London Property Price Increases are Starting to Slow Down

By: Andrew Regan

Although London now ranks above Monte Carlo in terms of property prices, recent figures released by estate agents Rightmove show that London house prices rose at their slowest rate in five months, with the cost of a home falling in more than half of the United Kingdom's capital's boroughs.

While other regions across the country saw the average house price rise by 0.8 per cent in June, property prices in London rose by 0.7 per cent in comparison - half the rate that had been seen in May, prompting experts to predict a drop in property prices over the next few months.

A nationwide property boom, led by demand from rich foreigners and bankers in the city might be reaching its peak as interest rates reach a six-year high deter homebuyers with record debts. With another interest rate increase looming, it is widely expected by property analysts that another increase may crimp price growth.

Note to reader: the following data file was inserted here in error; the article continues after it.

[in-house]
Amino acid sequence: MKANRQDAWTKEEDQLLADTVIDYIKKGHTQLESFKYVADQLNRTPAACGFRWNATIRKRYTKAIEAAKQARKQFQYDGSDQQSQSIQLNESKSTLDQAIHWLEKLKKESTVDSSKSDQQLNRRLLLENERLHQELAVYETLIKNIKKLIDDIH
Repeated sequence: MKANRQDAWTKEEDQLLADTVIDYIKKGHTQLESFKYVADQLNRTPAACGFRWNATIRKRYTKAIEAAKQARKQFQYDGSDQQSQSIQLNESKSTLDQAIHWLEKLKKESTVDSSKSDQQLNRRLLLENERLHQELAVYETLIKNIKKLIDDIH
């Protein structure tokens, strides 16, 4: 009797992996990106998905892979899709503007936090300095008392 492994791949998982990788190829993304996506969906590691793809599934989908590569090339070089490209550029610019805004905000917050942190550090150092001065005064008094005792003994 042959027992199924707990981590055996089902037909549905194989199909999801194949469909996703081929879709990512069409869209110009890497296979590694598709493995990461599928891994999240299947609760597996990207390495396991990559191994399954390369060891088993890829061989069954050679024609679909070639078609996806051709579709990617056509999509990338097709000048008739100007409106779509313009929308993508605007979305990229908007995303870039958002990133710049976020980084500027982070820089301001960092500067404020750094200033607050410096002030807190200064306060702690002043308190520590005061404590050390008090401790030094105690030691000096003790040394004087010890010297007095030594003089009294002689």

The slowdown saw the cost of a home fall in seventeen of London's thirty-two boroughs, with Southwark, an area south of London's financial district showing the largest level of decline with prices falling 2.8 per cent. Hounslow, close to Heathrow Airport showed the next biggest decline with a 2.4 per cent drop.

However, property prices within London's upmarket boroughs continued to increase, with property in Kensington and Chelsea, areas popular with bankers, footballers and Hollywood celebrities recording gains of 3.4 per cent on the month and a staggering 73 per cent compared to the previous year with an average price of ?1.4 million. Furthermore, the average time a property remained on the market rose to 69 days from 65 days in May. The average asking price in London is still 23 per cent higher than a year ago, with the prices rising from ?315,224 to ?387,898.

Property prices across the U.K roise by 13.2 percent in June to an average cost of ?239,317, climbing in seven out of ten regions. The West Midlands showed the greatest level of gain with a 5.8 per cent increase, while East Anglia, the North-West and Yorkshire and Humberside all recorded negative growth. The increase in property values has highlighted the growing divide between homeowners and those not on the property ladder, with more than four4 million people expecting never to be able to own their own home.

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